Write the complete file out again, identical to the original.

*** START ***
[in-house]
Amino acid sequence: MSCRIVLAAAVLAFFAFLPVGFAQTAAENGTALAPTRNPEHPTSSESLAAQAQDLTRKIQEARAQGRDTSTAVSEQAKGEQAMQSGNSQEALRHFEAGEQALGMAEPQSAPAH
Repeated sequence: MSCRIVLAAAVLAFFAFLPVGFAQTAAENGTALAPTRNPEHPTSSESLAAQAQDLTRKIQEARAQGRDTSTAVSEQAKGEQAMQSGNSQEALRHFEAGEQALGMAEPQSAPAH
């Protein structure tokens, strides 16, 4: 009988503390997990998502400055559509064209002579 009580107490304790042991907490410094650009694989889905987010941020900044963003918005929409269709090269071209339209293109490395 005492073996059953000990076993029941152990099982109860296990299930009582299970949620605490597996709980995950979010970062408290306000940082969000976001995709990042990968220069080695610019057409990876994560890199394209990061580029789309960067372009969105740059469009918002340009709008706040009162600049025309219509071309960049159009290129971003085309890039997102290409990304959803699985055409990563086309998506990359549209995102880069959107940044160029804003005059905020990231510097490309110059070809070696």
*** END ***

[in-house]
Amino acid sequence: MSCRIVLAAAVLAFFAFLPVGFAQTAAENGTALAPTRNPEHPTSSESLAAQAQDLTRKIQEARAQGRDTSTAVSEQAKGEQAMQSGNSQEALRHFEAGEQALGMAEPQSAPAH
Repeated sequence: MSCRIVLAAAVLAFFAFLPVGFAQTAAENGTALAPTRNPEHPTSSESLAAQAQDLTRKIQEARAQGRDTSTAVSEQAKGEQAMQSGNSQEALRHFEAGEQALGMAEPQSAPAH
């Protein structure tokens, strides 16, 4: 009988503390997990998502400055559509064209002579 009580107490304790042991907490410094650009694989889905987010941020900044963003918005929409269709090269071209339209293109490395 005492073996059953000990076993029941152990099982109860296990299930009582299970949620605490597996709980995950979010970062408290306000940082969000976001995709990042990968220069080695610019057409990876994560890199394209990061580029789309960067372009969105740059469009918002340009709008706040009162600049025309219509071309960049159009290129971003085309890039997102290409990304959803699985055409990563086309998506990359549209995102880069959107940044160029804003005059905020990231510097490309110059070809070696």